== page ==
(k) it depicts human sexual activity (ignoring any depictions of mild sexual activity);
(l) it depicts or promotes acts of force or restraint associated with human sexual activity;
(m) it depicts human genital organs or human urinary or excretory functions (unless the depiction is for a medical, scientific or educational purpose);
(n) it includes swearing (ignoring any mild bad language); or
(o) it includes words or images that are intended or likely (to any extent) to cause offence, whether on the grounds of race, gender, disability, religion or belief or sexual orientation, or otherwise.
These Regulations do not apply in relation to any supply of a video work which was first placed on the market before [...] 2014
These new rules are vague enough to allow a whole bunch of the material that is causing the moralisers to have kittens to still pass as exempt . Let's look at the Miley Cyrus performances that have recently caused so much fuss, for
instance. Would the video for Wrecking Ball need to be certified? Certainly not, because the nudity is suggestive, not graphic. Would her notorious performance with Robin Thicke really be considered to be more than mild sexual activity ?
Again, surely not by any reasonable person.
There are plenty of moralists, feminists and bullies that make the news whingeing about their pet peeves of sexy videos. But its good to see the other side of the coin and see how popular sexy music videos are with the public.
the list of top music videos most watched on Vevo for 2013 rather show that sexy is very popular indeed.
A promotional e-mail, from Spotify, an online music service, included the text Have you heard this song by Lily Allen? Give it a try. Fuck You .
The complainant challenged whether the use of a swear word in the ad was likely to cause serious or widespread offence.
ASA Assessment Upheld
The ASA noted the expletive used in the ad reflected the title of a song, which we understood was recommended to users, for example, based on a user having listened to songs of a similar genre, rather than of a similar title. While we considered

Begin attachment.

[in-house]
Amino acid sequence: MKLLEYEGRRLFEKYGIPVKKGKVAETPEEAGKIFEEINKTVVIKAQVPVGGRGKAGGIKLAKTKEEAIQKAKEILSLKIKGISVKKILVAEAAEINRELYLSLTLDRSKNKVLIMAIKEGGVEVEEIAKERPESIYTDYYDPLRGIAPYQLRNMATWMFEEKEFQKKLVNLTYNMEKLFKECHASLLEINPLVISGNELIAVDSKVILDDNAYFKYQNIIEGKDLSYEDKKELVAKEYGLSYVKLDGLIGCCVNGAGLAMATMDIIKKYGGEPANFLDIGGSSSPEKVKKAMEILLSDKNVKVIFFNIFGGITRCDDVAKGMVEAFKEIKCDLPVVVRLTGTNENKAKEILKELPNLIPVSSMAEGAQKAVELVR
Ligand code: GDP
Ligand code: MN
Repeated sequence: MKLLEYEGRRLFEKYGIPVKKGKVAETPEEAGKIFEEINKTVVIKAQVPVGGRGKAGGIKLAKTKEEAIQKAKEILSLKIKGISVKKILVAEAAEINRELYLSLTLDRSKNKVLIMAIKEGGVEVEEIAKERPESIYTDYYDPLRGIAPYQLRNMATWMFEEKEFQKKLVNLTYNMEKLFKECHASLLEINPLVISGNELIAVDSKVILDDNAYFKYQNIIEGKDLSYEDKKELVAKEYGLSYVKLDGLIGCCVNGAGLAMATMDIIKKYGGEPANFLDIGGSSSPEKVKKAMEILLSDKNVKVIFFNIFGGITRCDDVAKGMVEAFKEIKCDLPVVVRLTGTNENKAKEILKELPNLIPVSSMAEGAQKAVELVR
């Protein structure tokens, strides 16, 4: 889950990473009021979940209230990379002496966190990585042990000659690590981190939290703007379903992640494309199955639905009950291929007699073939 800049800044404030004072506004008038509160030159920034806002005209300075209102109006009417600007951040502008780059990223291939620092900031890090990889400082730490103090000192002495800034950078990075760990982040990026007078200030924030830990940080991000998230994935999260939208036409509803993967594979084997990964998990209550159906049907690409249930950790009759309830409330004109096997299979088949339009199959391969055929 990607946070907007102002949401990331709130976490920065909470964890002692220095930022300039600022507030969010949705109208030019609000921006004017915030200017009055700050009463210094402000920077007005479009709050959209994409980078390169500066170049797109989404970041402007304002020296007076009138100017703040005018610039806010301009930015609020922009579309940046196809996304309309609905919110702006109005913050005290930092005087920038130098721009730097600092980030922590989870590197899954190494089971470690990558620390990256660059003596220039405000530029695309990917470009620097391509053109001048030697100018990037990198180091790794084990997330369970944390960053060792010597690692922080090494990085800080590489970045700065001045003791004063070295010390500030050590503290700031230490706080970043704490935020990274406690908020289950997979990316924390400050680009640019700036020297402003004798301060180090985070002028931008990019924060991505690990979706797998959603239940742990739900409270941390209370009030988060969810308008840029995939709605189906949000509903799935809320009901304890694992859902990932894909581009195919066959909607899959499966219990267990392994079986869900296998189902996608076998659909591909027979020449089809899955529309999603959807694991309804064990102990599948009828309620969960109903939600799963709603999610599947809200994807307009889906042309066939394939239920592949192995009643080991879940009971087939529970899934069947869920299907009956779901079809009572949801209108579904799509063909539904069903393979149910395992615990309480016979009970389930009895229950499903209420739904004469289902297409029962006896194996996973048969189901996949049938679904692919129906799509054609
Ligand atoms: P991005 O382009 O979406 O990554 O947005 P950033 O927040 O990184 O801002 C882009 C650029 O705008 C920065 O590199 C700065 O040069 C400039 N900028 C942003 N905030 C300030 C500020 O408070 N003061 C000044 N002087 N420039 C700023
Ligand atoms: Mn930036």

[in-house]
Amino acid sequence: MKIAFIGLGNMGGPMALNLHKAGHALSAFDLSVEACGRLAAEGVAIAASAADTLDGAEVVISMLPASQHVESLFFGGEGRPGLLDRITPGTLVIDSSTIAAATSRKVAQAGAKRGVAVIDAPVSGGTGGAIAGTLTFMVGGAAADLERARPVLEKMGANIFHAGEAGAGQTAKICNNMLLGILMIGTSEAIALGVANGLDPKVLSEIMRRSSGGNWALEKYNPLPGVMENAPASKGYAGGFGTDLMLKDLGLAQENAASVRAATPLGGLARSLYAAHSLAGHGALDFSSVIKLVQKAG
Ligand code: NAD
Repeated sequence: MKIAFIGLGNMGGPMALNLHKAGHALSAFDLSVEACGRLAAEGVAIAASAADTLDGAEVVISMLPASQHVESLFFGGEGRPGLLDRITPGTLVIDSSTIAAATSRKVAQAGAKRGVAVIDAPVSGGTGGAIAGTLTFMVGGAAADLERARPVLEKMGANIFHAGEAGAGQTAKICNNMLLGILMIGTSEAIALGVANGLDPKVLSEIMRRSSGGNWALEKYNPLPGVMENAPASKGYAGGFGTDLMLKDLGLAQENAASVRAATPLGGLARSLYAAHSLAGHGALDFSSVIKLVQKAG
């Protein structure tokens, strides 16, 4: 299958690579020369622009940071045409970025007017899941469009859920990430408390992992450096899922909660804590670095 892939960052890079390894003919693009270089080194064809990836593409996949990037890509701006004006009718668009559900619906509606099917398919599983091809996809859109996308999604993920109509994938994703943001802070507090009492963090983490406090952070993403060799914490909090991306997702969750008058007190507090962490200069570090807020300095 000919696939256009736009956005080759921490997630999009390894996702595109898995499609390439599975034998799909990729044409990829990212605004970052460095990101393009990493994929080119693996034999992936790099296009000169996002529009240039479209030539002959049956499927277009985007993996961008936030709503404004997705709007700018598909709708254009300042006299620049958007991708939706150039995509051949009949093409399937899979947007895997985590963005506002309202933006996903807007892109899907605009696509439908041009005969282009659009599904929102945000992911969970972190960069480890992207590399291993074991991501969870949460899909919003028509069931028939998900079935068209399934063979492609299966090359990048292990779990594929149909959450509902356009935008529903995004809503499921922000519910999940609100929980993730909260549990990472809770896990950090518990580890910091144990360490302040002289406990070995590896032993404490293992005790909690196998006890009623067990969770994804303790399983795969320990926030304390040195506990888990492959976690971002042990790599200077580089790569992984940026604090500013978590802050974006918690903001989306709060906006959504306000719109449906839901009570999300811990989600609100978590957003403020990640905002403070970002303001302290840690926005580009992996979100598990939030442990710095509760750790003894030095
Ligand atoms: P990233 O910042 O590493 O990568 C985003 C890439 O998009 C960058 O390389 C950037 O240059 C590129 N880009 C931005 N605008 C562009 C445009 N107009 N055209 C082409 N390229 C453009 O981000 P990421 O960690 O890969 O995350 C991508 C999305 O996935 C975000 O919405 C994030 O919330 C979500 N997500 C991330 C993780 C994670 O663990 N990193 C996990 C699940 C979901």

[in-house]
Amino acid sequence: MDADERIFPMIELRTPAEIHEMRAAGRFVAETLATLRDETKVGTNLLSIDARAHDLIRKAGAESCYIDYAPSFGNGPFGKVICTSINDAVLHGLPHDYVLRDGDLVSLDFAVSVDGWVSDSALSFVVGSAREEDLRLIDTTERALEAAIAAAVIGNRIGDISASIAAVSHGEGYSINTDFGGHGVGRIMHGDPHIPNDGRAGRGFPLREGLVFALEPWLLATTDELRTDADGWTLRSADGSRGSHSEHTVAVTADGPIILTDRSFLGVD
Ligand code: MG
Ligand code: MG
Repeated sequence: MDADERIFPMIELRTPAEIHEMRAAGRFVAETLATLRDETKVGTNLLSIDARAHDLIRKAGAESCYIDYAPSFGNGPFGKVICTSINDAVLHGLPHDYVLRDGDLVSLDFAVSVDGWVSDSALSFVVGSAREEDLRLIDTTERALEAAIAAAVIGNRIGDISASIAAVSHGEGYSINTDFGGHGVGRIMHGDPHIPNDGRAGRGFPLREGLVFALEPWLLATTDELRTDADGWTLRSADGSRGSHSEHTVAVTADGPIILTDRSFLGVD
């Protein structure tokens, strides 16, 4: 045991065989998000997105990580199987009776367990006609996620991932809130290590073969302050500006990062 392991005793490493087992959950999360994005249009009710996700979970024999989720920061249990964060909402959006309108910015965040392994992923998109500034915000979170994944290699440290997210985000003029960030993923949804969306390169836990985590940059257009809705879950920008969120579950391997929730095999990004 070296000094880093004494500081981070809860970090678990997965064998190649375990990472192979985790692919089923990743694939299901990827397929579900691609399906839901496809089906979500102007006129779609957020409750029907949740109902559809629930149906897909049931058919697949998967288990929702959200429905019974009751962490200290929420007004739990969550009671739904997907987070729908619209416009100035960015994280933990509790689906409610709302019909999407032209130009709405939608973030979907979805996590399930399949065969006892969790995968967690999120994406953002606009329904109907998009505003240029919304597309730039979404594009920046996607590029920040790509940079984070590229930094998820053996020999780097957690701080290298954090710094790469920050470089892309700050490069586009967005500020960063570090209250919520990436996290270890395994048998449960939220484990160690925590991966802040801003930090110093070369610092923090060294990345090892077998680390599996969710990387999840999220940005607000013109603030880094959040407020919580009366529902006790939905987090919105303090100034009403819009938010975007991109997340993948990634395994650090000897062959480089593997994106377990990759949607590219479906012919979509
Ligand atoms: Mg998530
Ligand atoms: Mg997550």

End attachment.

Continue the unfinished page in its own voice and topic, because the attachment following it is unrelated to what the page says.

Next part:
Spotify users would understand the use of Fuck You to be the title of a song, we considered recipients of e-mails from a general online music service would not expect them to include swearing. We considered the use of Fuck was
likely to cause serious offence to some recipients of such e-mails and therefore concluded that the ad breached the Code.
The ad breached CAP Code rule 4.1 (Harm and Offence). Action
The ad must not appear again in its current form. We told Spotify to ensure their future advertising contained nothing that was likely to cause serious or widespread offence.
US singer and song writer Bob Dylan has been placed under judicial investigation in France for offending Croats.
It follows a legal complaint lodged by a Croat association in France over a 2012 interview Dylan gave to Rolling Stone magazine.
In the interview he compared the relationship between Jews and Nazis to that of Serbs and Croats. He is reported to have said:
Blacks know that some whites didn't want to give up slavery - that if they had their way, they would still be under the yoke, and they can't pretend they don't know that.
If you got a slave master or [Ku Klux] Klan in your blood, blacks can sense that. That stuff lingers to this day. Just like Jews can sense Nazi blood and the Serbs can sense Croatian blood.
After the interview was published, the Council of Croats in France (CRICCF) filed a complaint. Being placed under judicial investigation means that authorities are taking the complaint seriously but that it won't necessarily go further, the BBC's
Hugh Schofield in Paris says.
Police in Germany have developed a smartphone app that helps them to identify right-wing extremist music from just a short clip.